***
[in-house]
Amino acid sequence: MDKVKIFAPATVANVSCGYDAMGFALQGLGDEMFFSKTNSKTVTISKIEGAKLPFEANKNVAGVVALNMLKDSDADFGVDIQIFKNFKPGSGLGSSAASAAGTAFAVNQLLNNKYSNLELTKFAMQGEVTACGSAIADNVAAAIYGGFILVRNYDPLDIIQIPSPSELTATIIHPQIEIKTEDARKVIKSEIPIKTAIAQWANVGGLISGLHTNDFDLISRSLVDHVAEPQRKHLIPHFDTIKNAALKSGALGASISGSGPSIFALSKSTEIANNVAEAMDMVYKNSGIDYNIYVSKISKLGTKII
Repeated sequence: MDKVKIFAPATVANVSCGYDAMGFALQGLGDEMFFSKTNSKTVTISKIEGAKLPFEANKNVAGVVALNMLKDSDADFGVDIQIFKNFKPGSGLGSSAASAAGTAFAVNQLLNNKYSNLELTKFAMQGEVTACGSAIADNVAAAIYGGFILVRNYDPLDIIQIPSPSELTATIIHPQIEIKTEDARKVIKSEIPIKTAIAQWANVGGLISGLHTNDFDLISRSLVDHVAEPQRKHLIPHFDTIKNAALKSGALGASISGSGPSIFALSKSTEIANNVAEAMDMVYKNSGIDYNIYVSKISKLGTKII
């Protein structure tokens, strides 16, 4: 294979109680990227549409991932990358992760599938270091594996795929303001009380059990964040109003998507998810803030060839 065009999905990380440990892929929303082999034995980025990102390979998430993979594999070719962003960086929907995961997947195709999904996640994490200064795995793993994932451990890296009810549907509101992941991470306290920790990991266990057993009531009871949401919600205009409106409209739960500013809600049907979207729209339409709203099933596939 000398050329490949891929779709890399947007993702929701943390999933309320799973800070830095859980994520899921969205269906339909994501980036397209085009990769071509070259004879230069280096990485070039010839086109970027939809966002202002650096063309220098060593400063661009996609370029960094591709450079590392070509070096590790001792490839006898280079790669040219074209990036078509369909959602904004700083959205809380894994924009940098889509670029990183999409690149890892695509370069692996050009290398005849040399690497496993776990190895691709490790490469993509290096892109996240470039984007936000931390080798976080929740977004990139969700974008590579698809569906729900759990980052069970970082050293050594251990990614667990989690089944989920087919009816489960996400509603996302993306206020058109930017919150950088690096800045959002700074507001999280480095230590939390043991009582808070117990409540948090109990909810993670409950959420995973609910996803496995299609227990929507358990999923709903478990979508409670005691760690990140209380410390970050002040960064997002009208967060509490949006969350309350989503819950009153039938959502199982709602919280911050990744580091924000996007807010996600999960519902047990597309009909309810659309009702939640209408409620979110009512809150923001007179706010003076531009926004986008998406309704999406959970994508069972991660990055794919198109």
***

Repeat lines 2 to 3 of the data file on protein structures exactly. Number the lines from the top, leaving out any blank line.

Amino acid sequence: MDKVKIFAPATVANVSCGYDAMGFALQGLGDEMFFSKTNSKTVTISKIEGAKLPFEANKNVAGVVALNMLKDSDADFGVDIQIFKNFKPGSGLGSSAASAAGTAFAVNQLLNNKYSNLELTKFAMQGEVTACGSAIADNVAAAIYGGFILVRNYDPLDIIQIPSPSELTATIIHPQIEIKTEDARKVIKSEIPIKTAIAQWANVGGLISGLHTNDFDLISRSLVDHVAEPQRKHLIPHFDTIKNAALKSGALGASISGSGPSIFALSKSTEIANNVAEAMDMVYKNSGIDYNIYVSKISKLGTKII
Repeated sequence: MDKVKIFAPATVANVSCGYDAMGFALQGLGDEMFFSKTNSKTVTISKIEGAKLPFEANKNVAGVVALNMLKDSDADFGVDIQIFKNFKPGSGLGSSAASAAGTAFAVNQLLNNKYSNLELTKFAMQGEVTACGSAIADNVAAAIYGGFILVRNYDPLDIIQIPSPSELTATIIHPQIEIKTEDARKVIKSEIPIKTAIAQWANVGGLISGLHTNDFDLISRSLVDHVAEPQRKHLIPHFDTIKNAALKSGALGASISGSGPSIFALSKSTEIANNVAEAMDMVYKNSGIDYNIYVSKISKLGTKII